How to Repair Your Sink

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By Alexander Hamilton

Your sink might just be one of the most critical features in your kitchen. When your sink is out of commission, your entire kitchen loses functionality, and you’ll struggle to cook, clean, and stay hygienic. Here’s everything you need to know to get things flowing smoothly again.


Common Sink Problems


Most common sink problems are easy to manage on your own.


Low Water Pressure


The aerator, a little screen covering the end of the faucet, aerates the water, as its name suggests. Over time, mineral deposits can block the screen, a common problem in areas with hard water. To fix this issue, unscrew the aerator by hand or use pliers. Gently clean the aerator by hand or soak it overnight in vinegar to remove limescale. If the screen is damaged, you can also replace it. Screw the aerator back onto the faucet, and you’re done!


If your water pressure is still low, you might have a more serious problem outside the house, and it’s time to call a plumber.


Slow Drain


A slow drain can be a nuisance whether you’re preparing food or washing dishes. Before reaching for the drain cleaner, which can corrode your pipes, check the trap. First, place a small bucket or bowl beneath the trap to catch any water that spills. Then, unscrew the two nuts holding the P-trap in position, and pull the trap straight down to remove it. Check the trap for buildup, like grease or food debris, and remove it. You can use a scrub brush to clean it, rinse it thoroughly with clean water, and replace it.


If the water continues to drain slowly, you likely need professional help to determine where the problem is and the best way to address it.




A clog can render your kitchen sink unusable. A kitchen sink plunger might just be the tool you need. If you have a double-basin sink, you’ll need to block the opposite drain before plunging. Next, create a tight seal with your sink plunger and begin plunging the sink using quick up-and-down movements without breaking the seal. Periodically, break the seal to see if the clog has cleared. When it does, the sink will drain. After the sink empties, run hot water through the drain to flush the pipes thoroughly.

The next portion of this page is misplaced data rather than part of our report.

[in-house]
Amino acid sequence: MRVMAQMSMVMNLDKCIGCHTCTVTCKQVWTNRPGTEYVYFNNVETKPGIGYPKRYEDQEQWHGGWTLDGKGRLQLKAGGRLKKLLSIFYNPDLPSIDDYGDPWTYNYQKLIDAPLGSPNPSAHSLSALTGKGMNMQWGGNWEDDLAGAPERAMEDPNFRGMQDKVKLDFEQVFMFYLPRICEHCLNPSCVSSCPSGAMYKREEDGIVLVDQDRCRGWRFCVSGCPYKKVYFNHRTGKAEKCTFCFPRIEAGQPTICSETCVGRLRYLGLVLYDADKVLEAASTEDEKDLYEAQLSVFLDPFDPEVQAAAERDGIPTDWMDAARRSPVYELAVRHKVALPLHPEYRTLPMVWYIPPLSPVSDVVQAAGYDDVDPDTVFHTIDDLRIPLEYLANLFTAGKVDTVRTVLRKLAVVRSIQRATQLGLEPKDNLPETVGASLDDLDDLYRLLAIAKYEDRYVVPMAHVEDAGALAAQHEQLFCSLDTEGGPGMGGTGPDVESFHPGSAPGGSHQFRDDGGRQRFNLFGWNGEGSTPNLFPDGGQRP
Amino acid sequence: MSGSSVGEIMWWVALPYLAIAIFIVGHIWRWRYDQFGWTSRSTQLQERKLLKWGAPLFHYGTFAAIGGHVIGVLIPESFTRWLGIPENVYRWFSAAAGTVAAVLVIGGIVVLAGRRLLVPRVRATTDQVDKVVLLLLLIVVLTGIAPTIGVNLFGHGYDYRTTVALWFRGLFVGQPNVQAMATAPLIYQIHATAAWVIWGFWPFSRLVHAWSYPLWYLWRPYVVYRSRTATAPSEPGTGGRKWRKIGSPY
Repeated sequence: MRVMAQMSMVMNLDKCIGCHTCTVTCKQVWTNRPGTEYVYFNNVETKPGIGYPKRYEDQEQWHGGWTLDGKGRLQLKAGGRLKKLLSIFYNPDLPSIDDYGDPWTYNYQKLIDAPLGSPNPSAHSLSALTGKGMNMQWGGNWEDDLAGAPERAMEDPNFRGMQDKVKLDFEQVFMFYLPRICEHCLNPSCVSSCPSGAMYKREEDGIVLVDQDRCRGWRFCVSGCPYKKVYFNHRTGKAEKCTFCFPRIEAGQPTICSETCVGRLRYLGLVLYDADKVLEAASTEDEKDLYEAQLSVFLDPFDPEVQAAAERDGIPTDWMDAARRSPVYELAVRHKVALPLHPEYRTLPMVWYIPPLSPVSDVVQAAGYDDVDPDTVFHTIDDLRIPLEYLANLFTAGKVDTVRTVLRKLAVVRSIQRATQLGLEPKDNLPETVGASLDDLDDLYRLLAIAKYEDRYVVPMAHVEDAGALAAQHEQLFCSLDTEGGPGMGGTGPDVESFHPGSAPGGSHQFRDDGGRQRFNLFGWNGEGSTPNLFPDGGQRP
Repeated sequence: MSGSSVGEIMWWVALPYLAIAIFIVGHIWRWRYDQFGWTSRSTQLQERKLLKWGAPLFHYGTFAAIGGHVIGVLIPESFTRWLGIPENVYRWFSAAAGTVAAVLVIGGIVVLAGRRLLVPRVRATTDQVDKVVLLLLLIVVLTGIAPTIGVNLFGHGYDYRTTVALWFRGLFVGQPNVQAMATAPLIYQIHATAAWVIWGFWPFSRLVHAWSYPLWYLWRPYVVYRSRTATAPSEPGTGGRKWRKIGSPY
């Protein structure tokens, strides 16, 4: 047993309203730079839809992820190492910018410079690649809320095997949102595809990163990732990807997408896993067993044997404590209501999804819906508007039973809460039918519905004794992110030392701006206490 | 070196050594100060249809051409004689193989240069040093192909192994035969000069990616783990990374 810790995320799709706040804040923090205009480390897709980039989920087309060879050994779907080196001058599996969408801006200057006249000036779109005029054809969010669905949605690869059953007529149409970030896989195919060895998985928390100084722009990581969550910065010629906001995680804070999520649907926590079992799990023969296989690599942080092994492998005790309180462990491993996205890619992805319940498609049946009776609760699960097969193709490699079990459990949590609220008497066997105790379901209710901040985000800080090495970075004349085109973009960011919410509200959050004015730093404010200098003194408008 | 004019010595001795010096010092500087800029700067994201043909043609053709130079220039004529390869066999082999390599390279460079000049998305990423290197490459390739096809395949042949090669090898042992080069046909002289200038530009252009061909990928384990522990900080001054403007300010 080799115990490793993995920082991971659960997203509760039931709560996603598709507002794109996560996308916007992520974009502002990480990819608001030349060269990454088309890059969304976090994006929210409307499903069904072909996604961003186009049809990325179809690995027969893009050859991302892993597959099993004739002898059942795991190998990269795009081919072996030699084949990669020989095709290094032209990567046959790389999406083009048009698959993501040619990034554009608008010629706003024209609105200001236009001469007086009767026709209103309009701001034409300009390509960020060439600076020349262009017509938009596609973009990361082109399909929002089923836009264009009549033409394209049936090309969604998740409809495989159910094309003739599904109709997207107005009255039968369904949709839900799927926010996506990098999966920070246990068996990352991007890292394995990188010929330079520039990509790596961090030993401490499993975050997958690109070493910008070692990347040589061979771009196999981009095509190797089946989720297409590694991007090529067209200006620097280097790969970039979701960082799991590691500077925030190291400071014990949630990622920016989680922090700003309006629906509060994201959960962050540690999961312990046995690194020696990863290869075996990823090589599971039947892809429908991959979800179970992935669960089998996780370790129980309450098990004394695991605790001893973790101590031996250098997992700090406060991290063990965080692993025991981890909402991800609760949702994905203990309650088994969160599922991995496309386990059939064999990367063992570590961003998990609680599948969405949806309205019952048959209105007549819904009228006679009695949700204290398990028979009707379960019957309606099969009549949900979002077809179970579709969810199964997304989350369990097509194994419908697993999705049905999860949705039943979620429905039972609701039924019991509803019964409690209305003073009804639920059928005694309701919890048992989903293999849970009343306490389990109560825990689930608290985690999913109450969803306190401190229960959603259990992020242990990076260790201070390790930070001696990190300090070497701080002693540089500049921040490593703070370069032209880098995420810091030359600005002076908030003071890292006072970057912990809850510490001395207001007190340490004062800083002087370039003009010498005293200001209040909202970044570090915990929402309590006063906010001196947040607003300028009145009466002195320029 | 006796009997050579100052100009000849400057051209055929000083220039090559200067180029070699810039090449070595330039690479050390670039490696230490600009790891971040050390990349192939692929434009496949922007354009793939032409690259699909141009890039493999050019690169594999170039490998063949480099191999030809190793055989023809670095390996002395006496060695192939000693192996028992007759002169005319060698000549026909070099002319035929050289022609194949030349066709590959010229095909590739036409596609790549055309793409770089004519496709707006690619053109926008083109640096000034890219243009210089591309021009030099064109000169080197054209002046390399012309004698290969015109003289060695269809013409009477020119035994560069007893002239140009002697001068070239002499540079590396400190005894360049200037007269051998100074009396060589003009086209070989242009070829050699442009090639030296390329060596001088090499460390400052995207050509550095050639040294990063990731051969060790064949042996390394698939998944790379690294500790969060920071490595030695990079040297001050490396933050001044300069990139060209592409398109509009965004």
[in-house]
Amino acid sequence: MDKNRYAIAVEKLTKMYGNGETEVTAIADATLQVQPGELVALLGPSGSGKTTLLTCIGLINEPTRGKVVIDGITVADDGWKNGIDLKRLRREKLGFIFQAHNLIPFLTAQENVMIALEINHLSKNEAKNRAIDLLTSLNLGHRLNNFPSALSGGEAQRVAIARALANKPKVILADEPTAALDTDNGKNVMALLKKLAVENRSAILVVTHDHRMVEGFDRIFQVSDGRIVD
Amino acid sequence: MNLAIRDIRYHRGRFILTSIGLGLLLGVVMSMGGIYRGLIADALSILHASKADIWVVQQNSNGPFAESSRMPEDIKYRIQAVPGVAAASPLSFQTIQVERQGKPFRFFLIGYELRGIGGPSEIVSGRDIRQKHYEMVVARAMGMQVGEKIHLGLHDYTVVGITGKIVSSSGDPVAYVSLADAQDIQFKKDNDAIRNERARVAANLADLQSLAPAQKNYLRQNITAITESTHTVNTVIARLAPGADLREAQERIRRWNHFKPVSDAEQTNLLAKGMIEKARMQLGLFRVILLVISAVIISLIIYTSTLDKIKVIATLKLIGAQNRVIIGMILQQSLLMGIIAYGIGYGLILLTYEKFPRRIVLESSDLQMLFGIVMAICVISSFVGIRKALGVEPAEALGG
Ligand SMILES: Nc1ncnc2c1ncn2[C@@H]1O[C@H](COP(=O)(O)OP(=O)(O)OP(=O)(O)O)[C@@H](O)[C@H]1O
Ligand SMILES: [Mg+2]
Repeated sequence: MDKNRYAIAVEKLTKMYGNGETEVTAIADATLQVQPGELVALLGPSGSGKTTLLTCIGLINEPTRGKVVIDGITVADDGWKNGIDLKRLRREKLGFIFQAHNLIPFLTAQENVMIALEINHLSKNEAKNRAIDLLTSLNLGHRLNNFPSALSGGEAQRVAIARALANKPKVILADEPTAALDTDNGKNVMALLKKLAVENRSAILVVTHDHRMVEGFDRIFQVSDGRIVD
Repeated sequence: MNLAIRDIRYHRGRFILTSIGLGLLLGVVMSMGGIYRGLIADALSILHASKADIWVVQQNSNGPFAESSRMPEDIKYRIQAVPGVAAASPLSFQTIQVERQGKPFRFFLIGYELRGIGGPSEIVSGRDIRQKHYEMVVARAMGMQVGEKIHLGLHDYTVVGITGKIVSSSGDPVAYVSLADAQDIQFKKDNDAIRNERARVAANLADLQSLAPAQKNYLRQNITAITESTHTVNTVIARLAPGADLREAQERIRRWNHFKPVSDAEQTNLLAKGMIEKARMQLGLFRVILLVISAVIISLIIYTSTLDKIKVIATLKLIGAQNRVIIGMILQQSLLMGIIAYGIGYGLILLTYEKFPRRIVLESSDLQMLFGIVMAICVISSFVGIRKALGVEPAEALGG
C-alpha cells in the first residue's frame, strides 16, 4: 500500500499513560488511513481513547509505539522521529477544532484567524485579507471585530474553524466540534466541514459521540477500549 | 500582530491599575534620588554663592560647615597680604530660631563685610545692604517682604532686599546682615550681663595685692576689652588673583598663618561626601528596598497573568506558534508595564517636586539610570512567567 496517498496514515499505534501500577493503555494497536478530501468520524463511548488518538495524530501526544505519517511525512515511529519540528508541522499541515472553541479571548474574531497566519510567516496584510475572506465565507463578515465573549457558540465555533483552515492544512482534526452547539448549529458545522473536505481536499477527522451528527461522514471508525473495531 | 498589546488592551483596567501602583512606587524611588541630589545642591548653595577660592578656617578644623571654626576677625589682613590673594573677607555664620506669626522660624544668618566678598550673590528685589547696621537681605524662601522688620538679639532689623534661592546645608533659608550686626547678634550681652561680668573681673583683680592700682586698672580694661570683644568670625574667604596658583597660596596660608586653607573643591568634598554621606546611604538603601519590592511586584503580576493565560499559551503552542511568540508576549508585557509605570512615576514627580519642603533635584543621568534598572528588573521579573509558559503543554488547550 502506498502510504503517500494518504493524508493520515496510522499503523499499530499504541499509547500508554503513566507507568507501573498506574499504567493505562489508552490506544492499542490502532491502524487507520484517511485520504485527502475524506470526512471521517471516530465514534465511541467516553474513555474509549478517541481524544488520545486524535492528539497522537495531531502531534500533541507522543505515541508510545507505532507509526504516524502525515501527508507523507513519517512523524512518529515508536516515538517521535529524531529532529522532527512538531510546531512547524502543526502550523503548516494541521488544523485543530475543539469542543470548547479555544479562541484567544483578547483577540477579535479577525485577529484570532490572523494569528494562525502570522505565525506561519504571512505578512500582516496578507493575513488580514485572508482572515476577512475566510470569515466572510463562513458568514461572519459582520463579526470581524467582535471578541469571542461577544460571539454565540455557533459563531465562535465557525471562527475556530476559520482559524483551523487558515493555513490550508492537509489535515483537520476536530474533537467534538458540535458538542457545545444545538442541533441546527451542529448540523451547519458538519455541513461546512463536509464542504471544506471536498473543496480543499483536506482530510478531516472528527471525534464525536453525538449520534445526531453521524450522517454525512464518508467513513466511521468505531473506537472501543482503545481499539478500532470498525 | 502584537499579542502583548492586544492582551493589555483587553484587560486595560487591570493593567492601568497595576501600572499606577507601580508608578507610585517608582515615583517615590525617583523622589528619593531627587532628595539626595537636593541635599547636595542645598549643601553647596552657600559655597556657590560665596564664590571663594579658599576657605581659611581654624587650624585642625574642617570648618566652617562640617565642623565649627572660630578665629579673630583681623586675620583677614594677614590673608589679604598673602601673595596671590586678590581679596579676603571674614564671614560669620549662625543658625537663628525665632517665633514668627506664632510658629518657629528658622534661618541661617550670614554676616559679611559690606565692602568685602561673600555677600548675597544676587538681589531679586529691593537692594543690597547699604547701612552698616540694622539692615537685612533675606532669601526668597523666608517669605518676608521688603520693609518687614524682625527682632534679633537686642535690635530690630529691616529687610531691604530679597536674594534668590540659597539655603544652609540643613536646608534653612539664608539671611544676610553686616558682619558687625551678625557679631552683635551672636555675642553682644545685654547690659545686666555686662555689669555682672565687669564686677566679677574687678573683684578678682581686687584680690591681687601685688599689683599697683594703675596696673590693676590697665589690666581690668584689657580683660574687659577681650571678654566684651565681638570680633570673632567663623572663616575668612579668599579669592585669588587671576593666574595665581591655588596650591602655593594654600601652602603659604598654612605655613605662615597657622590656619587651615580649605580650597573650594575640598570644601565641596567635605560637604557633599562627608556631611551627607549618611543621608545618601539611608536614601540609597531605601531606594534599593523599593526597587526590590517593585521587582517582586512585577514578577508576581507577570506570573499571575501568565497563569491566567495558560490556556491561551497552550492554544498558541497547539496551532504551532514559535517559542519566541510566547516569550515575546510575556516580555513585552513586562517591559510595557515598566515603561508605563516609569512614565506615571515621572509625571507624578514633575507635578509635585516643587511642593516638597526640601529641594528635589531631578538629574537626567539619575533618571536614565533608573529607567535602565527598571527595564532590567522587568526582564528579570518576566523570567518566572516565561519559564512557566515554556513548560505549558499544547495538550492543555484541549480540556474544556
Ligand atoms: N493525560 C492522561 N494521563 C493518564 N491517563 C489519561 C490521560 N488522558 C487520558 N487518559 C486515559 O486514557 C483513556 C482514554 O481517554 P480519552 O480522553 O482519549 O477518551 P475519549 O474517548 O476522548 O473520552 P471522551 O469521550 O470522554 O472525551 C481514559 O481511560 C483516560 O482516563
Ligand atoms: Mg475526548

Clogs aren’t always close to the drain, however, and if you cannot dislodge it with your plunger, a plumber might need to snake or auger the lines.


Jammed Garbage Disposal


Garbage disposals can be handy, but they can get jammed. Before trying to deal with a jam, cut the power at the source: Unplug it, disconnect it, or shut off the breaker. Grab a flashlight, and see if you can spot the jam. If you see an object, you can remove it as long as the power has been switched off. After the object has been removed, switch the power back on and reset the disposal. If the problem persists, call a plumber.


You can tackle most minor kitchen sink mishaps with DIY solutions, but serious problems require professional help. If a simple fix doesn’t work, call a plumber right away. Improper work can cause more problems, which can lead to more expensive repairs.


Preventing Sink Problems


Most sink problems are preventable. In the kitchen, remember to never put grease or oil down your sink drain. These will harden, build up, and clog. Use a strainer to keep small bits of food and other objects out of the drain, and clean it daily.


Similarly, run your garbage disposal with care. When you run it, remove the sink stopper and check that only food items are in the sink. Run the disposal with cold water, and leave the water running when you start the disposal. Avoid adding large amounts of food at a time, and leave the water running for 10 to 15 seconds after all the food has been ground up so that the drain line is well flushed. Grind ice or citrus periodically to freshen and clean the disposal.